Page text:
“It’s hard to fit into a fast–moving cocaine crowd—they feel like they can’t keep up without spending money they don’t have,” he explains. “If you’re gonna be accepted into those crowds, you have to move fast.”
But not all users are just faces in this fast–moving crowd. Similar to stepping out of a club to bum a cigarette, cocaine offers a level of intimacy beneath its party drug image.
“It’s weird, because some of the most personal experiences of trust occur when you’re doing something you can’t tell anyone else about,” Jason says. “It’s like these bonds between people on campus who do it—this trust that ‘I’m not gonna rat on you and you’re not gonna rat on me.’”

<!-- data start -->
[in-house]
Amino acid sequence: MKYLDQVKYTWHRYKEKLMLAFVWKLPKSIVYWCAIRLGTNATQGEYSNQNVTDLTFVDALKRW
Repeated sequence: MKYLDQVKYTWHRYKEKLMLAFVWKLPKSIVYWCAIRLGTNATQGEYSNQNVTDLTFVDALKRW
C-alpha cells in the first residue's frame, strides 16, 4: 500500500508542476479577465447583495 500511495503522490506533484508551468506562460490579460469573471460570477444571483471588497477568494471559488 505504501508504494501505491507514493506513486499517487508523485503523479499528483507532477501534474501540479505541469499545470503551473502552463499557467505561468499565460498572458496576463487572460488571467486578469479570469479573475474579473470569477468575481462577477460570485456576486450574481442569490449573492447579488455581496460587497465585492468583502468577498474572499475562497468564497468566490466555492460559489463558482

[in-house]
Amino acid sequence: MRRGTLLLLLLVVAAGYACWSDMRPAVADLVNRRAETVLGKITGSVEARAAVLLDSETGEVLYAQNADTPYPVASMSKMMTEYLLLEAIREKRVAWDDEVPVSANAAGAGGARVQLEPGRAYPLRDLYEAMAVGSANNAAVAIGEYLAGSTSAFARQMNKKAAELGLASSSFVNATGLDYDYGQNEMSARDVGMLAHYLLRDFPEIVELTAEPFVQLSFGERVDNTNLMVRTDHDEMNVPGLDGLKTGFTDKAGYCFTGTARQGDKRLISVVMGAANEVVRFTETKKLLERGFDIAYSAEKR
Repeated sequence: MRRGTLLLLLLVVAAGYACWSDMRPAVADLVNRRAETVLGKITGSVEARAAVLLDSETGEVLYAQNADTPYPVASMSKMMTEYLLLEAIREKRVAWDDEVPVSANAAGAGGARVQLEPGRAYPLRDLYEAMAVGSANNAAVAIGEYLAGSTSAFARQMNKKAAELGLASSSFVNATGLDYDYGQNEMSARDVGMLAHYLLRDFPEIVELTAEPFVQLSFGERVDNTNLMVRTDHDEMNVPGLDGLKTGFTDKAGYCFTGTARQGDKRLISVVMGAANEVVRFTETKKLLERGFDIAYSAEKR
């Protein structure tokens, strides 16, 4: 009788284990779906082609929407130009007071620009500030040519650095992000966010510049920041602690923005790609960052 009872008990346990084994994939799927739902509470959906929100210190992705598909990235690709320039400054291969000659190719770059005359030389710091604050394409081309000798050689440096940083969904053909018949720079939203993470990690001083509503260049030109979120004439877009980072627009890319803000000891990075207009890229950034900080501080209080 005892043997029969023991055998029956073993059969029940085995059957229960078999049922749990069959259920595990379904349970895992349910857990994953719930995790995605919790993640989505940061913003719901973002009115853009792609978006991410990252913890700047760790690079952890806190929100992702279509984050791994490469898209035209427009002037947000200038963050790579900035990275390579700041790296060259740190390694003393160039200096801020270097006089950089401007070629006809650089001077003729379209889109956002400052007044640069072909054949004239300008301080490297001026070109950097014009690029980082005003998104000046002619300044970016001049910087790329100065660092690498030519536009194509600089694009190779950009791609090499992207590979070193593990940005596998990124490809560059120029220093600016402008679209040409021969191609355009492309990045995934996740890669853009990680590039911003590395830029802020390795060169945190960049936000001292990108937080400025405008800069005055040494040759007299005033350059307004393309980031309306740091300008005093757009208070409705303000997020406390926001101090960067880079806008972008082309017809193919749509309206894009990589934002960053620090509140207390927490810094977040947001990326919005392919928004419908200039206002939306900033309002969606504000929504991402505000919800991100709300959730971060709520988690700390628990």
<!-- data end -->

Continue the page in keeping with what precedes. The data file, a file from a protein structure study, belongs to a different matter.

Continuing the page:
On Saint Patrick’s Day weekend, Mara started partying at 9:30am. By 11:30, she and her friend decided they needed some coke as a pick–me–up. That lasted them another three hours until they were looking for another bump. By the end of the night, she had done at least four lines—a lot to an “unseasoned” user, but reasonable for someone like Mara, who says she “knows her physical limits.”
Students who use cocaine view the consequences as minimal, and many of their justifications fall back on a simple concept: control.
Mara knows when she needs a break. Long after her last bump, she’ll still have too much energy, feel anxious and can’t do anything to stop it. Then, it’s just a matter of removing herself.
“Everyone's been at that point even if they haven’t said it out loud: ‘Oh, I’ve done too much,’” Jason says. “And you just need to remove yourself from the party. Go take a walk. The worst thing you can do is be around people who want to do it more. You just need to cool off. You’ll be fine.”
Students who use exercise control in different ways. Most who look forward to doing three or four lines over any given weekend won’t use drugs harder than cocaine. Period.